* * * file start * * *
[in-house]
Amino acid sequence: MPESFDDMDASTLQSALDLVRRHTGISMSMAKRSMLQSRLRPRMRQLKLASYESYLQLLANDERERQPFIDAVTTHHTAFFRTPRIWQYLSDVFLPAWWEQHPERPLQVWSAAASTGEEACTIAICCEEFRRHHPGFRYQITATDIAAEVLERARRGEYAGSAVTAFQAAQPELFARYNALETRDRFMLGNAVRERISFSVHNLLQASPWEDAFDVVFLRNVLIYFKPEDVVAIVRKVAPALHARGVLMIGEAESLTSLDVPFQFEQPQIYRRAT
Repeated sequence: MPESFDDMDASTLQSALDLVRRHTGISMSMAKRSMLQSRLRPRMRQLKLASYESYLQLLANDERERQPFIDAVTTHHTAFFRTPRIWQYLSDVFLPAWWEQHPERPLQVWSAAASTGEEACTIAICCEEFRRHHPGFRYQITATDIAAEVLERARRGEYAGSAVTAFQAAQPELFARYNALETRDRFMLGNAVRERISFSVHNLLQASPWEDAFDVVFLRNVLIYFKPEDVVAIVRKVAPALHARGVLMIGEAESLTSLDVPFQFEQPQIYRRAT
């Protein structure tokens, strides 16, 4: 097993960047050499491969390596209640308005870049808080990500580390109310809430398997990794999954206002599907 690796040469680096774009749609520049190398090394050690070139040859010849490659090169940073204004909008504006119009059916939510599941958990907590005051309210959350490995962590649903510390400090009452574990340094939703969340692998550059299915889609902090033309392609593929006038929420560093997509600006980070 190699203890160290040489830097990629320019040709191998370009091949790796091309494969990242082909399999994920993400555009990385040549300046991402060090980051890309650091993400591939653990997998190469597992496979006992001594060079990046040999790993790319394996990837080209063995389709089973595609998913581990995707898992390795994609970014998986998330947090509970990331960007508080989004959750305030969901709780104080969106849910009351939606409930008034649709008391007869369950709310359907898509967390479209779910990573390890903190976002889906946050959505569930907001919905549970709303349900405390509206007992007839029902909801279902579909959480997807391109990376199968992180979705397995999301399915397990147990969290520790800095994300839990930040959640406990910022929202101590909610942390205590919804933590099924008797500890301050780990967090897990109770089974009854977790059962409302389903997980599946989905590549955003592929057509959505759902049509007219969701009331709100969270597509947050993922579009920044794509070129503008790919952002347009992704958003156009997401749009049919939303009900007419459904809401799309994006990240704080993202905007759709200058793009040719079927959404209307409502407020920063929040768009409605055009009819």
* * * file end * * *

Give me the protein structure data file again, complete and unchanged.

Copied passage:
[in-house]
Amino acid sequence: MPESFDDMDASTLQSALDLVRRHTGISMSMAKRSMLQSRLRPRMRQLKLASYESYLQLLANDERERQPFIDAVTTHHTAFFRTPRIWQYLSDVFLPAWWEQHPERPLQVWSAAASTGEEACTIAICCEEFRRHHPGFRYQITATDIAAEVLERARRGEYAGSAVTAFQAAQPELFARYNALETRDRFMLGNAVRERISFSVHNLLQASPWEDAFDVVFLRNVLIYFKPEDVVAIVRKVAPALHARGVLMIGEAESLTSLDVPFQFEQPQIYRRAT
Repeated sequence: MPESFDDMDASTLQSALDLVRRHTGISMSMAKRSMLQSRLRPRMRQLKLASYESYLQLLANDERERQPFIDAVTTHHTAFFRTPRIWQYLSDVFLPAWWEQHPERPLQVWSAAASTGEEACTIAICCEEFRRHHPGFRYQITATDIAAEVLERARRGEYAGSAVTAFQAAQPELFARYNALETRDRFMLGNAVRERISFSVHNLLQASPWEDAFDVVFLRNVLIYFKPEDVVAIVRKVAPALHARGVLMIGEAESLTSLDVPFQFEQPQIYRRAT
């Protein structure tokens, strides 16, 4: 097993960047050499491969390596209640308005870049808080990500580390109310809430398997990794999954206002599907 690796040469680096774009749609520049190398090394050690070139040859010849490659090169940073204004909008504006119009059916939510599941958990907590005051309210959350490995962590649903510390400090009452574990340094939703969340692998550059299915889609902090033309392609593929006038929420560093997509600006980070 190699203890160290040489830097990629320019040709191998370009091949790796091309494969990242082909399999994920993400555009990385040549300046991402060090980051890309650091993400591939653990997998190469597992496979006992001594060079990046040999790993790319394996990837080209063995389709089973595609998913581990995707898992390795994609970014998986998330947090509970990331960007508080989004959750305030969901709780104080969106849910009351939606409930008034649709008391007869369950709310359907898509967390479209779910990573390890903190976002889906946050959505569930907001919905549970709303349900405390509206007992007839029902909801279902579909959480997807391109990376199968992180979705397995999301399915397990147990969290520790800095994300839990930040959640406990910022929202101590909610942390205590919804933590099924008797500890301050780990967090897990109770089974009854977790059962409302389903997980599946989905590549955003592929057509959505759902049509007219969701009331709100969270597509947050993922579009920044794509070129503008790919952002347009992704958003156009997401749009049919939303009900007419459904809401799309994006990240704080993202905007759709200058793009040719079927959404209307409502407020920063929040768009409605055009009819």